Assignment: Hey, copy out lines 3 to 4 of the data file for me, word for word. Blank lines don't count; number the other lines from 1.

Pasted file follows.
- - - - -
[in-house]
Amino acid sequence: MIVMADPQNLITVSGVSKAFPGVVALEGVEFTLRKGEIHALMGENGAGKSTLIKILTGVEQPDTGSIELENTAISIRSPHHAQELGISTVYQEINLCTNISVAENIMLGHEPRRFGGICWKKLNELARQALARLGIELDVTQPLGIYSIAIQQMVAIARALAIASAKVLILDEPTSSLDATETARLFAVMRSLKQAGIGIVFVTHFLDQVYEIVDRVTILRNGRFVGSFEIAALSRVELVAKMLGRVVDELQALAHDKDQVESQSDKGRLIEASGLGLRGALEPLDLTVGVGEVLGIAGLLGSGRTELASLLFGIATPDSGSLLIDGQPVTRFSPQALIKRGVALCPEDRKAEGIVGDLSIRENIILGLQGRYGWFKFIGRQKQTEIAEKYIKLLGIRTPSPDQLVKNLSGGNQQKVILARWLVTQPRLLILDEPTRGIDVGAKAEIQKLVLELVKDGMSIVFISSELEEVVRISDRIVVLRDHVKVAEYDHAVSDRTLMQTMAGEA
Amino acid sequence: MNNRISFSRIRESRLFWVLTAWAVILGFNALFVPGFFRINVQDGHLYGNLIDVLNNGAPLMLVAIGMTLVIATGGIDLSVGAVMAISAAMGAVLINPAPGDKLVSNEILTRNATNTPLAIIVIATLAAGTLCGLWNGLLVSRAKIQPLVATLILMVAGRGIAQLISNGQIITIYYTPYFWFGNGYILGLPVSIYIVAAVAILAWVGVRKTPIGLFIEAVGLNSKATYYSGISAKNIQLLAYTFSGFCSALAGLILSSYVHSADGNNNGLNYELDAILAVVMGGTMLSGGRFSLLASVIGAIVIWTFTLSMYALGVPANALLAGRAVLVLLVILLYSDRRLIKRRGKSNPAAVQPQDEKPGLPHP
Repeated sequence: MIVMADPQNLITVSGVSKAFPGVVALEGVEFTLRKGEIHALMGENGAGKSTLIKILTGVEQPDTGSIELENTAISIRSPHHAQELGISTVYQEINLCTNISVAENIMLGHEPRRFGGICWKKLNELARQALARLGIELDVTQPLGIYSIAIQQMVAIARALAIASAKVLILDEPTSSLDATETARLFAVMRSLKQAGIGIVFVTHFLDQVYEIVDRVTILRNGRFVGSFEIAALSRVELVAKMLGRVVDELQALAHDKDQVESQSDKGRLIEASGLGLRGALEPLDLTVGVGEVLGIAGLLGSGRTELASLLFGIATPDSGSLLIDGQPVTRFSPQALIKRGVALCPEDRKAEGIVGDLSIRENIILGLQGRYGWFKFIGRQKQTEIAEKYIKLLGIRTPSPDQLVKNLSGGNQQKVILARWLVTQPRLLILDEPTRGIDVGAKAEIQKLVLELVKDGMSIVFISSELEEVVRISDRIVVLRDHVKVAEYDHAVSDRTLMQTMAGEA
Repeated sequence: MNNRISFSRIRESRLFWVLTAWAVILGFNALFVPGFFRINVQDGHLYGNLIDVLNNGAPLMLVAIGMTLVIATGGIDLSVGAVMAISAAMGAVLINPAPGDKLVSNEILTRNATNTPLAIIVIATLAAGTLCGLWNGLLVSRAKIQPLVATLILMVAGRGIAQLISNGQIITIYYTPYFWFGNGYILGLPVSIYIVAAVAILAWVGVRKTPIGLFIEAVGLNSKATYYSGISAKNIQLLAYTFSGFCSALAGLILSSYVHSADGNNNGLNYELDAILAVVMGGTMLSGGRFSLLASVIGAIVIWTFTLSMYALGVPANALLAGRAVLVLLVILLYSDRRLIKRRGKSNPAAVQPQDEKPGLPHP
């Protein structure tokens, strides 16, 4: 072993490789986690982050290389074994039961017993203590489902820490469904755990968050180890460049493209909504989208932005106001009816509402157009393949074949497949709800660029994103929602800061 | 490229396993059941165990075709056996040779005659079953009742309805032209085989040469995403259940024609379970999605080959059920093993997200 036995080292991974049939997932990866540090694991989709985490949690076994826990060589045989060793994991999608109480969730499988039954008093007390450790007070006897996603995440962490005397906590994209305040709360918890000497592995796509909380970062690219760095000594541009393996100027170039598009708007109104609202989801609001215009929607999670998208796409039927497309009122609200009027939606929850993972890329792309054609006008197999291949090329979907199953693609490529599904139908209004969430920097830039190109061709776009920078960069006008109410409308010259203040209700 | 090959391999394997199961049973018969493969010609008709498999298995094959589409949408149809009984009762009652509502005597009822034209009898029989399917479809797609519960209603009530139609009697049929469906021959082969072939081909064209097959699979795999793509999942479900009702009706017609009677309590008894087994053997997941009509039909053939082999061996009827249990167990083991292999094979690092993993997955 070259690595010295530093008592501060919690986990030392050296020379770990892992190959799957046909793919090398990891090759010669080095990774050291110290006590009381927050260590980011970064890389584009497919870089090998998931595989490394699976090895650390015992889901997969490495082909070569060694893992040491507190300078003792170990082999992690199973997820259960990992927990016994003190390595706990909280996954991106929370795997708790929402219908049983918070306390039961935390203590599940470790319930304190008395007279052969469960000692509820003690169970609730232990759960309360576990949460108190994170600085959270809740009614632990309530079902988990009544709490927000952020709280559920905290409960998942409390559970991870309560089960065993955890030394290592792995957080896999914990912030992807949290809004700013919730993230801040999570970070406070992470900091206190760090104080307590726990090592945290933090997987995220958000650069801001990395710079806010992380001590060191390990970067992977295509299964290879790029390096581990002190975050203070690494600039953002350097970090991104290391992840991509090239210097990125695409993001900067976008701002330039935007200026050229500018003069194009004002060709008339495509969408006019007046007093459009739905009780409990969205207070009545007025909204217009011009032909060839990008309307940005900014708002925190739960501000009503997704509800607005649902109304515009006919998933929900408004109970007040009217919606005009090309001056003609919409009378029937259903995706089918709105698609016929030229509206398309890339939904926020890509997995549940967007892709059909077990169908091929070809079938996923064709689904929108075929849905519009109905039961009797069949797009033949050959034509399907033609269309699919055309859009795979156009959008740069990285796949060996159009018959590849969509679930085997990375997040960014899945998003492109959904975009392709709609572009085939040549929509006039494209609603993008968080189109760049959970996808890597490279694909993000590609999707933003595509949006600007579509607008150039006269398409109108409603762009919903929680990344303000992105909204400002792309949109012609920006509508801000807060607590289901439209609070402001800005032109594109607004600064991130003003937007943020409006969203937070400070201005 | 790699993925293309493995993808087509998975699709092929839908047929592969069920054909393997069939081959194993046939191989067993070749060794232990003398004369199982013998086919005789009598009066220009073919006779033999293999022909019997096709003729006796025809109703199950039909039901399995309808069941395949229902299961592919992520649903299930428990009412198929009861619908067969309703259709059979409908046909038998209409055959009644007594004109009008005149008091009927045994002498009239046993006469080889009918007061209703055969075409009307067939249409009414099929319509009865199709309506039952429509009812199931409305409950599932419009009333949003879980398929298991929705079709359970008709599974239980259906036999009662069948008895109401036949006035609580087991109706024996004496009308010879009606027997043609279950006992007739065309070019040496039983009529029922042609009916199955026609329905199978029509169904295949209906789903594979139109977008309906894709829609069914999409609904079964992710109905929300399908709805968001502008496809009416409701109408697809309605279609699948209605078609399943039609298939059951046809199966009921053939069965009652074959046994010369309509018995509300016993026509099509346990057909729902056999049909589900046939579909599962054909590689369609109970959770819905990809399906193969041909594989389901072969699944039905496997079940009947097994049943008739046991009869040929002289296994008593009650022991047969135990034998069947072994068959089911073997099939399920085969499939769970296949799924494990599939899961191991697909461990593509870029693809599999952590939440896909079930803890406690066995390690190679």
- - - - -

Amino acid sequence: MNNRISFSRIRESRLFWVLTAWAVILGFNALFVPGFFRINVQDGHLYGNLIDVLNNGAPLMLVAIGMTLVIATGGIDLSVGAVMAISAAMGAVLINPAPGDKLVSNEILTRNATNTPLAIIVIATLAAGTLCGLWNGLLVSRAKIQPLVATLILMVAGRGIAQLISNGQIITIYYTPYFWFGNGYILGLPVSIYIVAAVAILAWVGVRKTPIGLFIEAVGLNSKATYYSGISAKNIQLLAYTFSGFCSALAGLILSSYVHSADGNNNGLNYELDAILAVVMGGTMLSGGRFSLLASVIGAIVIWTFTLSMYALGVPANALLAGRAVLVLLVILLYSDRRLIKRRGKSNPAAVQPQDEKPGLPHP
Repeated sequence: MIVMADPQNLITVSGVSKAFPGVVALEGVEFTLRKGEIHALMGENGAGKSTLIKILTGVEQPDTGSIELENTAISIRSPHHAQELGISTVYQEINLCTNISVAENIMLGHEPRRFGGICWKKLNELARQALARLGIELDVTQPLGIYSIAIQQMVAIARALAIASAKVLILDEPTSSLDATETARLFAVMRSLKQAGIGIVFVTHFLDQVYEIVDRVTILRNGRFVGSFEIAALSRVELVAKMLGRVVDELQALAHDKDQVESQSDKGRLIEASGLGLRGALEPLDLTVGVGEVLGIAGLLGSGRTELASLLFGIATPDSGSLLIDGQPVTRFSPQALIKRGVALCPEDRKAEGIVGDLSIRENIILGLQGRYGWFKFIGRQKQTEIAEKYIKLLGIRTPSPDQLVKNLSGGNQQKVILARWLVTQPRLLILDEPTRGIDVGAKAEIQKLVLELVKDGMSIVFISSELEEVVRISDRIVVLRDHVKVAEYDHAVSDRTLMQTMAGEA